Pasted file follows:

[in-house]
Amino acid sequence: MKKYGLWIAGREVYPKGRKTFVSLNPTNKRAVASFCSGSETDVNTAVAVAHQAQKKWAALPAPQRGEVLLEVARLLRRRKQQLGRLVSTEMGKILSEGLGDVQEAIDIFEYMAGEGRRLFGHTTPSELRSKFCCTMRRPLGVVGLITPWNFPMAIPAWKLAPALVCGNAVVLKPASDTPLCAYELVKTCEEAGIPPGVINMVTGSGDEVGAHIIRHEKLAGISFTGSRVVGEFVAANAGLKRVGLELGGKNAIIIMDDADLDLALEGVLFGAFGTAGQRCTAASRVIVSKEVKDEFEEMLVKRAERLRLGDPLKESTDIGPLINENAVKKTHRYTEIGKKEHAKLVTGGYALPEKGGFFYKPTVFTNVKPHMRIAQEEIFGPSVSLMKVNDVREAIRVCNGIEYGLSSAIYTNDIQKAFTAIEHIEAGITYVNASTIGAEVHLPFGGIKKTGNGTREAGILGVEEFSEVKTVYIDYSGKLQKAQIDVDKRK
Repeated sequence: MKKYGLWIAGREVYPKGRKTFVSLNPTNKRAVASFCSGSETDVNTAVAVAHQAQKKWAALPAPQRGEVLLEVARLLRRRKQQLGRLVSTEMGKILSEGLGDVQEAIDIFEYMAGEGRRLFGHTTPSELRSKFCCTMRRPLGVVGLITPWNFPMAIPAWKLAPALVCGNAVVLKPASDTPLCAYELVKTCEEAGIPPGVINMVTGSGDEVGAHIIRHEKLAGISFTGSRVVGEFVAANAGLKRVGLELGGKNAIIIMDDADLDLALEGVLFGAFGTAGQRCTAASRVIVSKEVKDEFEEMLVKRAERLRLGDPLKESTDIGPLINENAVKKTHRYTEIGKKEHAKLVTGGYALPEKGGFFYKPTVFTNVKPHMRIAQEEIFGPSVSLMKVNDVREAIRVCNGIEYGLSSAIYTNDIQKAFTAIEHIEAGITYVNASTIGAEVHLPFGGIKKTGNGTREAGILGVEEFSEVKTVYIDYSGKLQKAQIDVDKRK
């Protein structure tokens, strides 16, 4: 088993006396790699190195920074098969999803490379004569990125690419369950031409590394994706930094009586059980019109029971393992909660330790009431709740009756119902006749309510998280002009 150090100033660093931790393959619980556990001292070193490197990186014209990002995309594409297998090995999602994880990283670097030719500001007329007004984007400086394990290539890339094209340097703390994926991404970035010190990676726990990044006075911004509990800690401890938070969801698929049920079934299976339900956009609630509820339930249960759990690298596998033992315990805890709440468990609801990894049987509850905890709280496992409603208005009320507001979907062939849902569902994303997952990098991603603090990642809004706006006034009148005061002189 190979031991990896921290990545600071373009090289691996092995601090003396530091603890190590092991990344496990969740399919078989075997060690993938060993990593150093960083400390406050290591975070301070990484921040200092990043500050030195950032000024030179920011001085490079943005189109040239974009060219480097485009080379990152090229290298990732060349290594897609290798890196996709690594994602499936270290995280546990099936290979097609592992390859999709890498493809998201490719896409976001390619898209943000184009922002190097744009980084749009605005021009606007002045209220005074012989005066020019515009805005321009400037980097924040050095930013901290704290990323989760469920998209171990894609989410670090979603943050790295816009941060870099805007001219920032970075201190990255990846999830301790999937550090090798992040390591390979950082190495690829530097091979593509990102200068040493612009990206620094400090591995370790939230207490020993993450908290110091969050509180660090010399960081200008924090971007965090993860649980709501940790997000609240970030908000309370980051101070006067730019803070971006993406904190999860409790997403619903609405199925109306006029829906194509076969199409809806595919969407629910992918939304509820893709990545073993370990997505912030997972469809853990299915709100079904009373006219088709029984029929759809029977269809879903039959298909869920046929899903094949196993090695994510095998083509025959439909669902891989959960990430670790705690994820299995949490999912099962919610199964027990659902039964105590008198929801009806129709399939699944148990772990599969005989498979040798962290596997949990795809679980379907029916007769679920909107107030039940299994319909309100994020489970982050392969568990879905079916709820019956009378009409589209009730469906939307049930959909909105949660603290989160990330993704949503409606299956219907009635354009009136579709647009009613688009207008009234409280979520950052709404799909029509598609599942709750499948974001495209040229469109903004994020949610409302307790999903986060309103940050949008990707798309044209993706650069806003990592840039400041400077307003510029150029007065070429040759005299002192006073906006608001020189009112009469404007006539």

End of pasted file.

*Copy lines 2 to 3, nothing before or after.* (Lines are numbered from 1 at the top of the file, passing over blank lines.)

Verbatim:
Amino acid sequence: MKKYGLWIAGREVYPKGRKTFVSLNPTNKRAVASFCSGSETDVNTAVAVAHQAQKKWAALPAPQRGEVLLEVARLLRRRKQQLGRLVSTEMGKILSEGLGDVQEAIDIFEYMAGEGRRLFGHTTPSELRSKFCCTMRRPLGVVGLITPWNFPMAIPAWKLAPALVCGNAVVLKPASDTPLCAYELVKTCEEAGIPPGVINMVTGSGDEVGAHIIRHEKLAGISFTGSRVVGEFVAANAGLKRVGLELGGKNAIIIMDDADLDLALEGVLFGAFGTAGQRCTAASRVIVSKEVKDEFEEMLVKRAERLRLGDPLKESTDIGPLINENAVKKTHRYTEIGKKEHAKLVTGGYALPEKGGFFYKPTVFTNVKPHMRIAQEEIFGPSVSLMKVNDVREAIRVCNGIEYGLSSAIYTNDIQKAFTAIEHIEAGITYVNASTIGAEVHLPFGGIKKTGNGTREAGILGVEEFSEVKTVYIDYSGKLQKAQIDVDKRK
Repeated sequence: MKKYGLWIAGREVYPKGRKTFVSLNPTNKRAVASFCSGSETDVNTAVAVAHQAQKKWAALPAPQRGEVLLEVARLLRRRKQQLGRLVSTEMGKILSEGLGDVQEAIDIFEYMAGEGRRLFGHTTPSELRSKFCCTMRRPLGVVGLITPWNFPMAIPAWKLAPALVCGNAVVLKPASDTPLCAYELVKTCEEAGIPPGVINMVTGSGDEVGAHIIRHEKLAGISFTGSRVVGEFVAANAGLKRVGLELGGKNAIIIMDDADLDLALEGVLFGAFGTAGQRCTAASRVIVSKEVKDEFEEMLVKRAERLRLGDPLKESTDIGPLINENAVKKTHRYTEIGKKEHAKLVTGGYALPEKGGFFYKPTVFTNVKPHMRIAQEEIFGPSVSLMKVNDVREAIRVCNGIEYGLSSAIYTNDIQKAFTAIEHIEAGITYVNASTIGAEVHLPFGGIKKTGNGTREAGILGVEEFSEVKTVYIDYSGKLQKAQIDVDKRK